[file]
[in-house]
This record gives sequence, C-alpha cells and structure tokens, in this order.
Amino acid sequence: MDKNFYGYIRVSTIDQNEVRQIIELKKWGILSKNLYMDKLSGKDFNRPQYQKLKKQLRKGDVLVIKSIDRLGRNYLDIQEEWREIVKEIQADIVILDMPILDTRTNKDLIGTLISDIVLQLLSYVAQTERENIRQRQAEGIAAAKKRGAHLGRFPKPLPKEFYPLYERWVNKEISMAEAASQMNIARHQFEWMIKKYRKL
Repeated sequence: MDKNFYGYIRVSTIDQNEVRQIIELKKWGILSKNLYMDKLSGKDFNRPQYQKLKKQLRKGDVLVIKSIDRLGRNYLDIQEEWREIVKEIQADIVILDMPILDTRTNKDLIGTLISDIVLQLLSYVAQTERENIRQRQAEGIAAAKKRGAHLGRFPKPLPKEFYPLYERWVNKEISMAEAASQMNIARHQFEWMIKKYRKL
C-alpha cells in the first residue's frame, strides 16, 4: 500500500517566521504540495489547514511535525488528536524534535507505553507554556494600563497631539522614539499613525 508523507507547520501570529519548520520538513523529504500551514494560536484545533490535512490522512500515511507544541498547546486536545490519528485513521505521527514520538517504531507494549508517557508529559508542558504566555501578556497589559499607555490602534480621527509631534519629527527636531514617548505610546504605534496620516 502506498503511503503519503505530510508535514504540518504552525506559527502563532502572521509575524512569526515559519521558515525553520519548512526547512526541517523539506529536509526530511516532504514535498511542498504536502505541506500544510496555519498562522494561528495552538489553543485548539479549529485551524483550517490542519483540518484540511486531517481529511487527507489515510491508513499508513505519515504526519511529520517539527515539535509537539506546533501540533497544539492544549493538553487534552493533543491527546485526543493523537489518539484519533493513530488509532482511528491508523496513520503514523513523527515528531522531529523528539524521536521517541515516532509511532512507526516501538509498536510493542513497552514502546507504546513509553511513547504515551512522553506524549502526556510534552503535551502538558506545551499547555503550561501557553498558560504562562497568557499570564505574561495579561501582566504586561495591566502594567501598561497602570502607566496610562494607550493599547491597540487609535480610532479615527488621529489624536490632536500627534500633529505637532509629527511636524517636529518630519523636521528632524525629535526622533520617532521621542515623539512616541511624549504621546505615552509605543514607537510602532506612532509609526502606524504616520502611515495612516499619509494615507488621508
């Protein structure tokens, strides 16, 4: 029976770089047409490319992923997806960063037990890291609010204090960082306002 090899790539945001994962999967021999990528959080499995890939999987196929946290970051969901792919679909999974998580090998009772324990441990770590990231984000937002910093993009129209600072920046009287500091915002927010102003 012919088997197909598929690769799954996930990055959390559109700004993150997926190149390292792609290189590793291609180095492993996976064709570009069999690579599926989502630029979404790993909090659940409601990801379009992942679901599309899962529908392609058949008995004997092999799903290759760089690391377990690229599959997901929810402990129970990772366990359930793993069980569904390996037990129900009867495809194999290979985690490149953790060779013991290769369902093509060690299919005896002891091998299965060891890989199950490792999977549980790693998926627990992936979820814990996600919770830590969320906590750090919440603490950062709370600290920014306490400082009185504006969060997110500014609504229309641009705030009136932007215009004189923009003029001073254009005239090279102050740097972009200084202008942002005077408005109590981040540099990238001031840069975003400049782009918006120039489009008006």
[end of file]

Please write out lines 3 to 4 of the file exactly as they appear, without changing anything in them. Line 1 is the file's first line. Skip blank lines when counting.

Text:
Amino acid sequence: MDKNFYGYIRVSTIDQNEVRQIIELKKWGILSKNLYMDKLSGKDFNRPQYQKLKKQLRKGDVLVIKSIDRLGRNYLDIQEEWREIVKEIQADIVILDMPILDTRTNKDLIGTLISDIVLQLLSYVAQTERENIRQRQAEGIAAAKKRGAHLGRFPKPLPKEFYPLYERWVNKEISMAEAASQMNIARHQFEWMIKKYRKL
Repeated sequence: MDKNFYGYIRVSTIDQNEVRQIIELKKWGILSKNLYMDKLSGKDFNRPQYQKLKKQLRKGDVLVIKSIDRLGRNYLDIQEEWREIVKEIQADIVILDMPILDTRTNKDLIGTLISDIVLQLLSYVAQTERENIRQRQAEGIAAAKKRGAHLGRFPKPLPKEFYPLYERWVNKEISMAEAASQMNIARHQFEWMIKKYRKL